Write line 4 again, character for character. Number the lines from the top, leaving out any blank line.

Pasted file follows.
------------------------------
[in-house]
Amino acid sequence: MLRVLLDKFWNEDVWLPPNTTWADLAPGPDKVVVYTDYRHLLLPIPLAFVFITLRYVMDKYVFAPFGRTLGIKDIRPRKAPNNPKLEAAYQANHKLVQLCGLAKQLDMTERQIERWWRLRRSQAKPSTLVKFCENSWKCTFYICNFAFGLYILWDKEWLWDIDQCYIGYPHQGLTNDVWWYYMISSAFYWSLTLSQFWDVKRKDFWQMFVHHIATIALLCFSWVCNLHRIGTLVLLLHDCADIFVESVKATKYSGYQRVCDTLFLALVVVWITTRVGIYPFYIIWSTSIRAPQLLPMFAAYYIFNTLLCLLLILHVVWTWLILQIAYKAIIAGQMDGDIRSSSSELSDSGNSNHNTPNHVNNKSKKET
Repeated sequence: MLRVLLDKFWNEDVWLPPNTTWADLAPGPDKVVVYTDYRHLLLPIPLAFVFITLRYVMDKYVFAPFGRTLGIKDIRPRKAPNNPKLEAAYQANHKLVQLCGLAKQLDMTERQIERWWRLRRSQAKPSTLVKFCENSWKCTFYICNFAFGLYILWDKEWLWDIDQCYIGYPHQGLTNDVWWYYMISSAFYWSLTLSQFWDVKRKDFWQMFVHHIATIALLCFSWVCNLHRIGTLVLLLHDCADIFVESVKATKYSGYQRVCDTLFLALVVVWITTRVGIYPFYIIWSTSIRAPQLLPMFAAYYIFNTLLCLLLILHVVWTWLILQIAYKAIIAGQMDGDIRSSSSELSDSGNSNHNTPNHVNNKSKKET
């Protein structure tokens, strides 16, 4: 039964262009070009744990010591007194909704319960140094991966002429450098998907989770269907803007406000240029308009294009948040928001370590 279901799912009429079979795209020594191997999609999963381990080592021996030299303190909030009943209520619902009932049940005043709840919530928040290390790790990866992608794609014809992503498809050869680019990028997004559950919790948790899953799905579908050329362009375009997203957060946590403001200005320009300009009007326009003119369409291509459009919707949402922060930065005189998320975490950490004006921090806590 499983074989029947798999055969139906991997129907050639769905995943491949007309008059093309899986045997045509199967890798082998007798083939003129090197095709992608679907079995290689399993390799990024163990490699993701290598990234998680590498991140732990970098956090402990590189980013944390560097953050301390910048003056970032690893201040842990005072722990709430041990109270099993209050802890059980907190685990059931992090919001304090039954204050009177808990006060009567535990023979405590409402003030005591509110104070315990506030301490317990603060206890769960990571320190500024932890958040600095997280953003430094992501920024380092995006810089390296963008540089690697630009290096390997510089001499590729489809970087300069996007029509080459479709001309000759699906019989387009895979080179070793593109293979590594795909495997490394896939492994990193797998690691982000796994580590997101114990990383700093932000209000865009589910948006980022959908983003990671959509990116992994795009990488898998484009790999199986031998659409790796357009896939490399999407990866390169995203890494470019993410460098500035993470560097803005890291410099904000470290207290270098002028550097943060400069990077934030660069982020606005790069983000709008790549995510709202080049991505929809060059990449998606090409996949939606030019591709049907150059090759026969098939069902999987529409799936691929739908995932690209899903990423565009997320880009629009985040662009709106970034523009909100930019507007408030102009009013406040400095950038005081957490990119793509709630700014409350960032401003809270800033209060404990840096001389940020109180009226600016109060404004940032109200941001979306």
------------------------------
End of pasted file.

């Protein structure tokens, strides 16, 4: 039964262009070009744990010591007194909704319960140094991966002429450098998907989770269907803007406000240029308009294009948040928001370590 279901799912009429079979795209020594191997999609999963381990080592021996030299303190909030009943209520619902009932049940005043709840919530928040290390790790990866992608794609014809992503498809050869680019990028997004559950919790948790899953799905579908050329362009375009997203957060946590403001200005320009300009009007326009003119369409291509459009919707949402922060930065005189998320975490950490004006921090806590 499983074989029947798999055969139906991997129907050639769905995943491949007309008059093309899986045997045509199967890798082998007798083939003129090197095709992608679907079995290689399993390799990024163990490699993701290598990234998680590498991140732990970098956090402990590189980013944390560097953050301390910048003056970032690893201040842990005072722990709430041990109270099993209050802890059980907190685990059931992090919001304090039954204050009177808990006060009567535990023979405590409402003030005591509110104070315990506030301490317990603060206890769960990571320190500024932890958040600095997280953003430094992501920024380092995006810089390296963008540089690697630009290096390997510089001499590729489809970087300069996007029509080459479709001309000759699906019989387009895979080179070793593109293979590594795909495997490394896939492994990193797998690691982000796994580590997101114990990383700093932000209000865009589910948006980022959908983003990671959509990116992994795009990488898998484009790999199986031998659409790796357009896939490399999407990866390169995203890494470019993410460098500035993470560097803005890291410099904000470290207290270098002028550097943060400069990077934030660069982020606005790069983000709008790549995510709202080049991505929809060059990449998606090409996949939606030019591709049907150059090759026969098939069902999987529409799936691929739908995932690209899903990423565009997320880009629009985040662009709106970034523009909100930019507007408030102009009013406040400095950038005081957490990119793509709630700014409350960032401003809270800033209060404990840096001389940020109180009226600016109060404004940032109200941001979306």